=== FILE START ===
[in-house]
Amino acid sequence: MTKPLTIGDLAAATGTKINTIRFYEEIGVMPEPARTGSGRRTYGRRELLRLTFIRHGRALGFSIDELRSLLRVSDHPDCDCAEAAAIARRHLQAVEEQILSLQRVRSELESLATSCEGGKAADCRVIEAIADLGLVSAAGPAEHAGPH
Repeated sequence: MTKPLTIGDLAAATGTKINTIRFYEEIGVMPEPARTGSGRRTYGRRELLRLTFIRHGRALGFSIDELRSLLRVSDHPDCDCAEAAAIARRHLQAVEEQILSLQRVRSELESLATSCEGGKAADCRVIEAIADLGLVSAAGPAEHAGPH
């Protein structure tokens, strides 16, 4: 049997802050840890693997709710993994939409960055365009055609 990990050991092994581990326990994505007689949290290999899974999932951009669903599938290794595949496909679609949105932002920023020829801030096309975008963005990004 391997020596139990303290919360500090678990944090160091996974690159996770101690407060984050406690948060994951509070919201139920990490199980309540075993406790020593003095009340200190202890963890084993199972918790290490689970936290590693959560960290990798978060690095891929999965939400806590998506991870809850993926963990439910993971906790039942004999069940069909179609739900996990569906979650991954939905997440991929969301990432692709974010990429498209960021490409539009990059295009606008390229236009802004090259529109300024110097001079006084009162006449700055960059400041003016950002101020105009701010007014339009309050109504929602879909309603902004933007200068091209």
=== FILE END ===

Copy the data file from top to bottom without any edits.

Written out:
[in-house]
Amino acid sequence: MTKPLTIGDLAAATGTKINTIRFYEEIGVMPEPARTGSGRRTYGRRELLRLTFIRHGRALGFSIDELRSLLRVSDHPDCDCAEAAAIARRHLQAVEEQILSLQRVRSELESLATSCEGGKAADCRVIEAIADLGLVSAAGPAEHAGPH
Repeated sequence: MTKPLTIGDLAAATGTKINTIRFYEEIGVMPEPARTGSGRRTYGRRELLRLTFIRHGRALGFSIDELRSLLRVSDHPDCDCAEAAAIARRHLQAVEEQILSLQRVRSELESLATSCEGGKAADCRVIEAIADLGLVSAAGPAEHAGPH
């Protein structure tokens, strides 16, 4: 049997802050840890693997709710993994939409960055365009055609 990990050991092994581990326990994505007689949290290999899974999932951009669903599938290794595949496909679609949105932002920023020829801030096309975008963005990004 391997020596139990303290919360500090678990944090160091996974690159996770101690407060984050406690948060994951509070919201139920990490199980309540075993406790020593003095009340200190202890963890084993199972918790290490689970936290590693959560960290990798978060690095891929999965939400806590998506991870809850993926963990439910993971906790039942004999069940069909179609739900996990569906979650991954939905997440991929969301990432692709974010990429498209960021490409539009990059295009606008390229236009802004090259529109300024110097001079006084009162006449700055960059400041003016950002101020105009701010007014339009309050109504929602879909309603902004933007200068091209």